Of course, I know that there are additional books that Card wrote that answers that question but I prefer some of it to be left to my own imagination and I was told by a friend who has read beyond the first book that things get a little ‘weird’ in later books. Something I have not found the courage to test just yet at this point.

      Either way, happy reading and writing and thank you for your reading recommendation!

      Reply

      • Steven M. Moore
        Jun 14, 2015 @ 12:49:04

        Hi Misheal,
        The book I mentioned is written by psych and philosophy people, so let’s just say it’s not for everyone. I once read a book on the poetry of Dylan (Bob, not Thomas), so that type of non-fiction makes a connection with ye olde genre fiction writer.
        Your what-if is treated in the book I mentioned, though, along the lines of “Can a government use kids in military situations?” and “Do the ends justify the means?”
        Later Ender books do become weird as Card dabbles into oriental-like philosophy and mental self-flagellation and guilt for what he’s done. #2 also presents a very alien ecosystem that doesn’t seem sustainable to me, but Card is already trending away from hard sci-fi and space opera to pure fantasy. After Ender’s Game, his best book is Characters and Viewpoint.
        Did anyone see the movie? I missed it, but it looked like another Hollywood special effects extravaganza that would have destroyed my fond memories of the book. I read it at a very young age–that book and Heinlein’s Podkayne series were models for my own YA novel, not in theme or plot but in how to depict young characters in futuristic settings. I wish the Hunger Games author had read those books.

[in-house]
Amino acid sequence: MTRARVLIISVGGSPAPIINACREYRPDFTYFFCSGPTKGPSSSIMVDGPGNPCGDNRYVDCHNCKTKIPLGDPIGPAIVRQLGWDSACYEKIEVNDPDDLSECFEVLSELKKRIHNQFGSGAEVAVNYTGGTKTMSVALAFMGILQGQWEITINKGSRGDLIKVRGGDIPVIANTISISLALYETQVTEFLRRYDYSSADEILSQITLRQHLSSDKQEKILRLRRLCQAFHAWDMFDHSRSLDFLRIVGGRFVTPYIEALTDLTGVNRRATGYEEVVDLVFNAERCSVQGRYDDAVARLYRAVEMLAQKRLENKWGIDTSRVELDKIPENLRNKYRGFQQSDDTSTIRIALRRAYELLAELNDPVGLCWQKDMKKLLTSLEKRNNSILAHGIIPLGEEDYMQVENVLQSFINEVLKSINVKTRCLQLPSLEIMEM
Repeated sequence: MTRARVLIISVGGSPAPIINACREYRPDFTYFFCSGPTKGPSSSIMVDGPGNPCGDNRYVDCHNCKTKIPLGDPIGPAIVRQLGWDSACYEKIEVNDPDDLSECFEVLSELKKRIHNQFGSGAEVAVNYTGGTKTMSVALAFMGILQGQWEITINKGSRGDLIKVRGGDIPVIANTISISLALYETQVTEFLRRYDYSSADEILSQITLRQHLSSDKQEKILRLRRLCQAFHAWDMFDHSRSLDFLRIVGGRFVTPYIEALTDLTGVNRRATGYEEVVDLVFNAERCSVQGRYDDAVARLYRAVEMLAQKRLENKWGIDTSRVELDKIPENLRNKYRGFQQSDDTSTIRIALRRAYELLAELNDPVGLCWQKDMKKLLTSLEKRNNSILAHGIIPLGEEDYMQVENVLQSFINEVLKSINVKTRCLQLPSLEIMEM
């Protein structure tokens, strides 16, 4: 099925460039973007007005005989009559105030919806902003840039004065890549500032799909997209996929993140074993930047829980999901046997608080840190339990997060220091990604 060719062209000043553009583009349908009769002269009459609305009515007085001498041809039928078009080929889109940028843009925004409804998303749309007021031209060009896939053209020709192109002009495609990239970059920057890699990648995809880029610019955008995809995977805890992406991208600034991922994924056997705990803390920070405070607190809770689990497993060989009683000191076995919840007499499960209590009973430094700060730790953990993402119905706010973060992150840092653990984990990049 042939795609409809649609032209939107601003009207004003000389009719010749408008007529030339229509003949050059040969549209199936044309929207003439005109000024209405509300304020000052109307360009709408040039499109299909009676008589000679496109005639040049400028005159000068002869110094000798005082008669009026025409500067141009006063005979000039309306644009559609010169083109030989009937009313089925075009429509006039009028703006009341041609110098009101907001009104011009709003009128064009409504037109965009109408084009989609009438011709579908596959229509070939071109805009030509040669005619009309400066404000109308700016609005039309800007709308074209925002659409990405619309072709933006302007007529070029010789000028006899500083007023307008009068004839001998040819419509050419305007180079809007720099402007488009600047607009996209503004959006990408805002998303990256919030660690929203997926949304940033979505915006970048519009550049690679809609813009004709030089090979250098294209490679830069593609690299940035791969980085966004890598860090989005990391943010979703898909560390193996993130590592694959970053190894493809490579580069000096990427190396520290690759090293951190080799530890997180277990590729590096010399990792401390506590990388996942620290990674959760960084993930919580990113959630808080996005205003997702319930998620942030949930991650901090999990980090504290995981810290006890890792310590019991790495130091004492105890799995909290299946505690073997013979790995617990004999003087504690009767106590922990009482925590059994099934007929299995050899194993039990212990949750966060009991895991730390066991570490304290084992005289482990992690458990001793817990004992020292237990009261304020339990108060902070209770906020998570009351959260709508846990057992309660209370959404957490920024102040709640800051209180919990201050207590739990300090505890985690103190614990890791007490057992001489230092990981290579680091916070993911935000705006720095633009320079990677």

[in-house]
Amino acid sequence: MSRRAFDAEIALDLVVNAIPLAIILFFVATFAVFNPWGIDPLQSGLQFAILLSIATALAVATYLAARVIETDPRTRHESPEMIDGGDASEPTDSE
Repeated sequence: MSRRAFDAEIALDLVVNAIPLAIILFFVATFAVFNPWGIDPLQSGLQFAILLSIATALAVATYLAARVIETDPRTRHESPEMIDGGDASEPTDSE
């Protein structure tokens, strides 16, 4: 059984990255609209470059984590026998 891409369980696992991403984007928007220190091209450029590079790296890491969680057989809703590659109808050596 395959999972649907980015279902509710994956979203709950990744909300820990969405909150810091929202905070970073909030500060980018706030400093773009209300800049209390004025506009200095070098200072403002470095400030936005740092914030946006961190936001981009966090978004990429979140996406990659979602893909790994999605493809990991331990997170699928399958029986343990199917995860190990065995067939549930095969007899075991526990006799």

r/Steve

    • Misheal Crocker
      Jun 14, 2015 @ 17:08:21

      Steve,

      You telling me that the book is a psychological and philosophical discussion has piqued my interest all the more! I fancy myself an amateur psychologist and what fascinates me most when it comes to literary discussion is why characters behave the way they do, what makes them tick. So I will be all the more certain to seek this book out.

      Any way, as to the movie, funny you should mention it as I had just gotten it from the library and had plans to watch it. Thus I figured it wouldn’t hurt to give it a watch before I responded back to you. To be honest the movie was decent, they didn’t destroy the book. They actually kept the spirit of the book alive and followed it rather well in my opinion. Of course, while this blog just game out it’s been months since I actually read the book but the gist was there. They cut out the Peter and Valentine bits of them doing their political campaign but everything with Ender was accurate they simply condensed a bit and didn’t reveal the truth of his first fight. They also condensed things when it came to Ender ending up on the planet to discover the egg as that was the base of operations for command school, but where they condensed they condensed well I didn’t feel like it was a spx extravaganza. It’s one of the few movies to do decently well in comparison to the source material.

      Reply

      • Steven M. Moore
        Jun 14, 2015 @ 17:39:33

        Hi Misheal,
        Sounds like the movie would be a good rental.
        Hollywood has a mixed record for translating sci-fi lit to the silver screen. Jurassic Park was good (forget Jurassic World, though); Blade Runner was better. Most of the Phillip K. Dick stories have made good movies–Scream is an exception (they completely changed it). Other genres aren’t immune, of course. Casting Tom Cruise as Jack Reacher was certainly a low point.
        Thanks for previewing the movie, though. The trailers didn’t impress me, but now I’ll look to rent it.
        All the best,
        Steve